Note-taking is critical for student learning. Not only is note-taking vital for storing information for after-class reviewing purposes, but it’s also a learning process in and of itself.
The vast benefits of effective note-taking in classroom lectures have been well understood for centuries. Yet, the same cannot be said for online classes.
While 96% of students take notes in classroom lectures, only 49% do so in online classes. Most online students skip note-taking entirely due to the on-demand availability of online course content. However, learning by passively watching online classes is an ineffective study strategy and students who do so tend to perform poorly.
Here are a few reasons why learning how to take effective notes is crucial in both online and physical classrooms:
- Note-taking incites the brain to start semantic processing, meaning that the brain is already memorizing information while taking notes.
- In addition to the external storage benefit of note-taking, engaging with the material by taking notes results in the encoding effect and a deeper level of understanding of the material.
- Note-taking helps you achieve active engagement and stronger concentration.
- Research strongly suggests that note-reviewing results in superior recall and enhanced organizational processing of information.
Now that we’ve got the “why” of note-taking sorted out, let’s get right into the “how”.
This is how you take effective notes:
Identify your information source type
We’re starting off with baby steps here, but these first steps are a crucial part of a comprehensive note-taking strategy.
To begin, look at the source material you’ll be taking notes of.
For example, here are a few types of information sources commonly used for note-taking:
- Classroom lectures
- Video conference lectures
- Pre-recorded video lectures
- Textbooks & e-books
- Online text-based lectures
All these examples benefit from note-taking and none of them are better than the others. But, it’s important for you to identify exactly which type of information source you’ll be working with. It’ll be required for the upcoming steps.
Get a broad overview of the topic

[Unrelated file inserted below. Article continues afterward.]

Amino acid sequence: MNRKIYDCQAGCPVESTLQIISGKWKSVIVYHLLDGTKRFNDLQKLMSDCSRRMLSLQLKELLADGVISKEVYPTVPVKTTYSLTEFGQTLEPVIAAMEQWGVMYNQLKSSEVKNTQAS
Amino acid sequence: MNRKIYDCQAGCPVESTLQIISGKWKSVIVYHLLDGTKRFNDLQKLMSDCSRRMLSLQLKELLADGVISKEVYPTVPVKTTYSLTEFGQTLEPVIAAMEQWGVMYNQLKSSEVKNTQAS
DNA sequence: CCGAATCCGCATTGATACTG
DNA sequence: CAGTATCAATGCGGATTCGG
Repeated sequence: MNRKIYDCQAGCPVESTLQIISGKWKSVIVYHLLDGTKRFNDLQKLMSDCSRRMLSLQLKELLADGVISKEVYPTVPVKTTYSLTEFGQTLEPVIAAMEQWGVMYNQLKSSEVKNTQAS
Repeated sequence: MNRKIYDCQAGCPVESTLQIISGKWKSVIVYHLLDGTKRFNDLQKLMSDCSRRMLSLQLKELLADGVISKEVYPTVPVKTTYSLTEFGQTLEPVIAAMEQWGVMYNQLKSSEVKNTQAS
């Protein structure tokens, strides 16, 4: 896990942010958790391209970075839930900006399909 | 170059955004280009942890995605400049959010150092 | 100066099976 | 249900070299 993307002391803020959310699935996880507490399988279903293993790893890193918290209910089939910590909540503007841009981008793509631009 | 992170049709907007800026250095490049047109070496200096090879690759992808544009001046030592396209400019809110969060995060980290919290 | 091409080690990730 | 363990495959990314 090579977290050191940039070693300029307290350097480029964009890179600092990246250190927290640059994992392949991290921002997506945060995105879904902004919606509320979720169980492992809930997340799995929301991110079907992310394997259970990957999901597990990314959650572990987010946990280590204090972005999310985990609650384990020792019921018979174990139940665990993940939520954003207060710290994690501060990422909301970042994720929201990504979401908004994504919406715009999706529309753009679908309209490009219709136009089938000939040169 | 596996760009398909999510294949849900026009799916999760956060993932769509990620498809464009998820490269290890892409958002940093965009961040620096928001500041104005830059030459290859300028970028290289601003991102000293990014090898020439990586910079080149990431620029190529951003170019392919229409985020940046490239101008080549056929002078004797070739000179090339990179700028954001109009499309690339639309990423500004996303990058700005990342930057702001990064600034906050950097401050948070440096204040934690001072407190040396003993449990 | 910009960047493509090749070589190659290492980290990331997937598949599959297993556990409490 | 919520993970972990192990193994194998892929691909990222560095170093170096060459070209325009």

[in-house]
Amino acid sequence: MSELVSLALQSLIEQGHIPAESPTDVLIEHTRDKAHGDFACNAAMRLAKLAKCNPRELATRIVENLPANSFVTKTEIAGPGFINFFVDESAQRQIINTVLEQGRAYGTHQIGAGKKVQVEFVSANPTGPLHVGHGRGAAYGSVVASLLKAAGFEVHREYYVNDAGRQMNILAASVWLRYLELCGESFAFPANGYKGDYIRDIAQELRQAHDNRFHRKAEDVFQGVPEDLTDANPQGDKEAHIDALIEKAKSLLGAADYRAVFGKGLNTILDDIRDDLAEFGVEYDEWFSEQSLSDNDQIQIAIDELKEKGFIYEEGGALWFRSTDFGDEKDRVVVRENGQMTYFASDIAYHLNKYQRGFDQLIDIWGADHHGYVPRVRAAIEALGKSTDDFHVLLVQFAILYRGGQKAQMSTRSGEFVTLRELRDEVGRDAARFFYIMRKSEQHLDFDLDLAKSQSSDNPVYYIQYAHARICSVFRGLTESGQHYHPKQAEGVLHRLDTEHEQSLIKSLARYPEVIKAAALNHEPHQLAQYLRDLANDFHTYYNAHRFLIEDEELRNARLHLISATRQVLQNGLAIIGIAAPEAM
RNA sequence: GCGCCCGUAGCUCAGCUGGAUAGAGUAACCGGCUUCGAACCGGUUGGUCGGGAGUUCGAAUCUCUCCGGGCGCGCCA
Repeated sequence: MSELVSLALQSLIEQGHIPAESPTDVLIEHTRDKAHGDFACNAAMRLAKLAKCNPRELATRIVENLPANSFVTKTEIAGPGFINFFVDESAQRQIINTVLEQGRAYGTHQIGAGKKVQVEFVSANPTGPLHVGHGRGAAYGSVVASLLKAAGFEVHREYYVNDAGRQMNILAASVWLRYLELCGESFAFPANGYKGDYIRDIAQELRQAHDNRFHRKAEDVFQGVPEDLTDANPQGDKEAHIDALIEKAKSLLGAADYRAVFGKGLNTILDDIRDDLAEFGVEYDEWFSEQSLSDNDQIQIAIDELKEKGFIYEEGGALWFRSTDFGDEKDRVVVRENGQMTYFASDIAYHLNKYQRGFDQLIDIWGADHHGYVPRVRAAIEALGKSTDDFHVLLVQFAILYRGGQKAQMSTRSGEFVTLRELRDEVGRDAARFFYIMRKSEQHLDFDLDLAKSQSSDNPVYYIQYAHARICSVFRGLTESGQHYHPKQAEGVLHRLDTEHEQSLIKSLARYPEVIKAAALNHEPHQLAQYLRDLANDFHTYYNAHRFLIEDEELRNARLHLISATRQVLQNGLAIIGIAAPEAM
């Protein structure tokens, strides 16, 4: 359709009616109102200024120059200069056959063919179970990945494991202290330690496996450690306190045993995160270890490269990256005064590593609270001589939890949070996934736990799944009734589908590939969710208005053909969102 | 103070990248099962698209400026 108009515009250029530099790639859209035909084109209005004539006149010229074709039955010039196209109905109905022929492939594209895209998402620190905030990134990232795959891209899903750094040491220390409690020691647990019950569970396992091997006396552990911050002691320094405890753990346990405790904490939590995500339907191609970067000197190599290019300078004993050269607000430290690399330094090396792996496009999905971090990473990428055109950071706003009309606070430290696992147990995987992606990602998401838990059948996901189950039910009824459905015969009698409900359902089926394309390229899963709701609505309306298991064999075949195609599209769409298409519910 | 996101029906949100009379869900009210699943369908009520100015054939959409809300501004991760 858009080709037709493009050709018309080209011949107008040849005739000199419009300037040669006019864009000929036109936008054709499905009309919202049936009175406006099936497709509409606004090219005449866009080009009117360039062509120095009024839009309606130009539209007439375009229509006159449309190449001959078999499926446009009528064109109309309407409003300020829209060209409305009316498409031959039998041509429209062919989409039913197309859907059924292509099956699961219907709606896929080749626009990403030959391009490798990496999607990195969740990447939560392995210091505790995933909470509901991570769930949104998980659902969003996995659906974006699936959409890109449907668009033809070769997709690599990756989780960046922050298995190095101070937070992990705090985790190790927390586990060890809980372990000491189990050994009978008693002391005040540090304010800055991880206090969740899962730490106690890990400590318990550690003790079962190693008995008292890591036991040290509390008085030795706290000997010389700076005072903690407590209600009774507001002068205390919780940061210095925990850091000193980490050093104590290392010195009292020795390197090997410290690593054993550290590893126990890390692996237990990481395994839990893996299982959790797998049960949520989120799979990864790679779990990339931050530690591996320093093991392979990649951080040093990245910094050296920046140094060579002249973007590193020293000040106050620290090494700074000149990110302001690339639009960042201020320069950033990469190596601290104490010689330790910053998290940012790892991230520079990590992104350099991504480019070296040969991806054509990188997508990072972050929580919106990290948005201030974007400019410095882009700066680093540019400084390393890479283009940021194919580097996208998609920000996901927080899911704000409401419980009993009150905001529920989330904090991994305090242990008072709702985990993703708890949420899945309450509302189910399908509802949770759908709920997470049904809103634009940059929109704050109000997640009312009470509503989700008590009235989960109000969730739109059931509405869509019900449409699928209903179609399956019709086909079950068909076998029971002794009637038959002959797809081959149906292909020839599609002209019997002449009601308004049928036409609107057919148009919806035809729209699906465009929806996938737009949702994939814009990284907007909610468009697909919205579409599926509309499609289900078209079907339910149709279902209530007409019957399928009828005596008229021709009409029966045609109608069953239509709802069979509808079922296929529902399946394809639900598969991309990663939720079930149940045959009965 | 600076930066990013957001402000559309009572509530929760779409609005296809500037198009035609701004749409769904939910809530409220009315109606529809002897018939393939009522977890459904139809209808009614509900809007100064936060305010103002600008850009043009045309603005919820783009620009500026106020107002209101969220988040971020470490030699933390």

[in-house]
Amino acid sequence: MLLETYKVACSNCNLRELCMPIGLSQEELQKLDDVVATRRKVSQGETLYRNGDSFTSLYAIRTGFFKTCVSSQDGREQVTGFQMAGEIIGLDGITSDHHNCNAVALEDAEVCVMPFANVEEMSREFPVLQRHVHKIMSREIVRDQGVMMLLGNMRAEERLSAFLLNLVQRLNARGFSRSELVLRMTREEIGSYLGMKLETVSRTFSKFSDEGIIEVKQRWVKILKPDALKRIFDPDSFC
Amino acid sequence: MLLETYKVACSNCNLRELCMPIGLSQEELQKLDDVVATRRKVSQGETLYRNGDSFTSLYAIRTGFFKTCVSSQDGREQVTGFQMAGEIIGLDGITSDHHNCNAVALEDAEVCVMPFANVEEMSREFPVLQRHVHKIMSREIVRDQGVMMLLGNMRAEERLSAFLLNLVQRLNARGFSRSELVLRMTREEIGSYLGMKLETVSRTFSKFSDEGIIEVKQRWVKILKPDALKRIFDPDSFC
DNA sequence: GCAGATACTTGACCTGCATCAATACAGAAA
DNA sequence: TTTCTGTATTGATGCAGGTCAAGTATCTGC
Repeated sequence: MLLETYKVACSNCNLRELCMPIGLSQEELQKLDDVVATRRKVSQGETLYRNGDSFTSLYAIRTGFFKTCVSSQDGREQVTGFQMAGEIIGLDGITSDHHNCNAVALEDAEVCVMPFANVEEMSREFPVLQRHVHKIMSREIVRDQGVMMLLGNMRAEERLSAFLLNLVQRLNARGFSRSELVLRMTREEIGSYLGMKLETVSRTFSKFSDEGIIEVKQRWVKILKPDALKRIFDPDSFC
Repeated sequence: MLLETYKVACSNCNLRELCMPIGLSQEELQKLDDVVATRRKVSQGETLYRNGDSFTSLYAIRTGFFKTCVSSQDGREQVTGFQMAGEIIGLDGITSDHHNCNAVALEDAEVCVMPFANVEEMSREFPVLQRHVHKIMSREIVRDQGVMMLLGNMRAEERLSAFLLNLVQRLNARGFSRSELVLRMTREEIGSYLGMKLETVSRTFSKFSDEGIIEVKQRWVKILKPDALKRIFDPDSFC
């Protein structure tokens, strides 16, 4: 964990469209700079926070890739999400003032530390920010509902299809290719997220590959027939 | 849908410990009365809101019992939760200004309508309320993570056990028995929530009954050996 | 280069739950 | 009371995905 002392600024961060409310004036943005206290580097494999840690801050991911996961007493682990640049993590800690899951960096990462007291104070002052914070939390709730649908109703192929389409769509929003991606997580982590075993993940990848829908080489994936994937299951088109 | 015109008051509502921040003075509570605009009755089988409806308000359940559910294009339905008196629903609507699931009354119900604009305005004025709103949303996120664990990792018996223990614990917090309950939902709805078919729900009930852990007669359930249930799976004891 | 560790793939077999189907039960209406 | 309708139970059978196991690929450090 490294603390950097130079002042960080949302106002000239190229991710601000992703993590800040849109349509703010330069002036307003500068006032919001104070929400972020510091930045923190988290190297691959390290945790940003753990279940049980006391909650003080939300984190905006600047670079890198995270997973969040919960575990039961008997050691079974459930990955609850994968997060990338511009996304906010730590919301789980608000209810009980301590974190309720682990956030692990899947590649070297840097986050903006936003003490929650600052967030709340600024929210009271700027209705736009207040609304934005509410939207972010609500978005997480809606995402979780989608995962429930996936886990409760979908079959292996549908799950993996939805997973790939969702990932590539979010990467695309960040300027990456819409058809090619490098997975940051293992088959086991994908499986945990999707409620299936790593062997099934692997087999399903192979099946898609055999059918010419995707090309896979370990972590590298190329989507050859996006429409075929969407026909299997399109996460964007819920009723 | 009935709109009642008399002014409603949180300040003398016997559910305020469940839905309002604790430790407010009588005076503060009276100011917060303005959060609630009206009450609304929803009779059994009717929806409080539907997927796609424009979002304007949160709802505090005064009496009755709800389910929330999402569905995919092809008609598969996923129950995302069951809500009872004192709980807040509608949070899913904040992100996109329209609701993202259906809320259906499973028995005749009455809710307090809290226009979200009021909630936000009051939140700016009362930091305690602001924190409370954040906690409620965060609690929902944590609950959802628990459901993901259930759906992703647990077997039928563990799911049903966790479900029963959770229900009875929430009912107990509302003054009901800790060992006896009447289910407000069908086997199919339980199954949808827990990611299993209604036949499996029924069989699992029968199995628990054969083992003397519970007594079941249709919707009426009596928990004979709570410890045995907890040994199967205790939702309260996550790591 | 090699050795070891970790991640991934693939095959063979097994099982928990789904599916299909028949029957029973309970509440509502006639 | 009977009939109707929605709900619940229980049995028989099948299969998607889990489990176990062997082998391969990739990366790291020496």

This step may seem counterintuitive at first.
After all, is not the whole purpose of note-taking to get an overview of the topic?
In some sense, yes. However, the step-by-step note-taking process I’m describing in this article is meant for a deeper level of topic comprehension than just “broad”. Using an effective note-taking strategy allows you to drill deep down and master any topic, so why stop at the surface level?
Getting a broad overview of the topic before you start taking notes allows you to make an informed decision as to what exact method you should be using.
What’s important when reviewing your topic is to identify both the information types and how the information is organized. Some lectures might have many factual information, while others are full of small connected subcategories.
Choose your note-taking method
Now is the time to take the information you have gathered from steps #1 and #2 and plan a note-taking strategy based on that. There will be a suitable note-taking method based on your answers, even if it’s not obvious at first sight.
I have written an entire article comparing effective note-taking methods and I’ll cover it in a shorter form here.
First, based on information obtained in step #1, narrow the choice down to two large categories:
- During-class note-taking methods. Taking notes during class requires the method to be quick and adaptable. These methods are good for live note-taking in online video conferences or normal classroom lectures. Examples of methods you can use here include the Cornell method, outline method, and sentence method.